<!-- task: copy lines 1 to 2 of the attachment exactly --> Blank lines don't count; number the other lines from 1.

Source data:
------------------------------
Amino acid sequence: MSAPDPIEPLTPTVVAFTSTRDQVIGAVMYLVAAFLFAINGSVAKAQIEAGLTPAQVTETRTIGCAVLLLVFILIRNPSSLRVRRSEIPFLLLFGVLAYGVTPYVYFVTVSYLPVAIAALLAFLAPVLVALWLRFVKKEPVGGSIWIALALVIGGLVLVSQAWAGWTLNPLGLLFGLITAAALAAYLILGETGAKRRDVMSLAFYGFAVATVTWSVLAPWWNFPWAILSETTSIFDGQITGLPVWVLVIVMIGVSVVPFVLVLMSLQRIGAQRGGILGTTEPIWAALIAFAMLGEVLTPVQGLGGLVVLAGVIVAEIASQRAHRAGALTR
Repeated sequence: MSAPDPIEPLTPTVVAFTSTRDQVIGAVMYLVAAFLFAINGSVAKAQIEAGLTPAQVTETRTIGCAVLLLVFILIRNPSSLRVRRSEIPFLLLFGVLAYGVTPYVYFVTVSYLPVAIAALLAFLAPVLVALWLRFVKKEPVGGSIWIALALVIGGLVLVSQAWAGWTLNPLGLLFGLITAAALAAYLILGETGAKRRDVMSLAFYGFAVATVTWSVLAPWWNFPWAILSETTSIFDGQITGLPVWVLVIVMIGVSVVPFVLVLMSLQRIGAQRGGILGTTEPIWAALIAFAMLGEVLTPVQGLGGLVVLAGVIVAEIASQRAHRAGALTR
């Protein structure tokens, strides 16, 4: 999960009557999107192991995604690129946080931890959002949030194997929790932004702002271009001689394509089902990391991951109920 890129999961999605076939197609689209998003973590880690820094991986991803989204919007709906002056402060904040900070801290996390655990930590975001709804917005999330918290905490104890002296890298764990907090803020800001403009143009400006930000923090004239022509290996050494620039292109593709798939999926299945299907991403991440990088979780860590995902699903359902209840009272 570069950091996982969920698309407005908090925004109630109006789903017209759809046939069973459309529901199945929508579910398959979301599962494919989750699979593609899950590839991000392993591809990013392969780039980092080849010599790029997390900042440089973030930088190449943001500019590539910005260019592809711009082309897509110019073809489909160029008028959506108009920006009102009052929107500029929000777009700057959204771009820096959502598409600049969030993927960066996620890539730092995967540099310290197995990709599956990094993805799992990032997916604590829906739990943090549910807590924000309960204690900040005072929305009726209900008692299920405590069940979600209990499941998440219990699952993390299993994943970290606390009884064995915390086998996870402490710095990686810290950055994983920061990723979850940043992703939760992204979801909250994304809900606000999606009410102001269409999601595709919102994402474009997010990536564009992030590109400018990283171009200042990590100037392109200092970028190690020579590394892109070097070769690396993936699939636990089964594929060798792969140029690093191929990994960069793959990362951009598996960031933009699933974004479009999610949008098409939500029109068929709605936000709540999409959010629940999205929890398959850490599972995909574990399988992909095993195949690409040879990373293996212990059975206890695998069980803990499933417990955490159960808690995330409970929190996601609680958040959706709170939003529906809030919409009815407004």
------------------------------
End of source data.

Amino acid sequence: MSAPDPIEPLTPTVVAFTSTRDQVIGAVMYLVAAFLFAINGSVAKAQIEAGLTPAQVTETRTIGCAVLLLVFILIRNPSSLRVRRSEIPFLLLFGVLAYGVTPYVYFVTVSYLPVAIAALLAFLAPVLVALWLRFVKKEPVGGSIWIALALVIGGLVLVSQAWAGWTLNPLGLLFGLITAAALAAYLILGETGAKRRDVMSLAFYGFAVATVTWSVLAPWWNFPWAILSETTSIFDGQITGLPVWVLVIVMIGVSVVPFVLVLMSLQRIGAQRGGILGTTEPIWAALIAFAMLGEVLTPVQGLGGLVVLAGVIVAEIASQRAHRAGALTR
Repeated sequence: MSAPDPIEPLTPTVVAFTSTRDQVIGAVMYLVAAFLFAINGSVAKAQIEAGLTPAQVTETRTIGCAVLLLVFILIRNPSSLRVRRSEIPFLLLFGVLAYGVTPYVYFVTVSYLPVAIAALLAFLAPVLVALWLRFVKKEPVGGSIWIALALVIGGLVLVSQAWAGWTLNPLGLLFGLITAAALAAYLILGETGAKRRDVMSLAFYGFAVATVTWSVLAPWWNFPWAILSETTSIFDGQITGLPVWVLVIVMIGVSVVPFVLVLMSLQRIGAQRGGILGTTEPIWAALIAFAMLGEVLTPVQGLGGLVVLAGVIVAEIASQRAHRAGALTR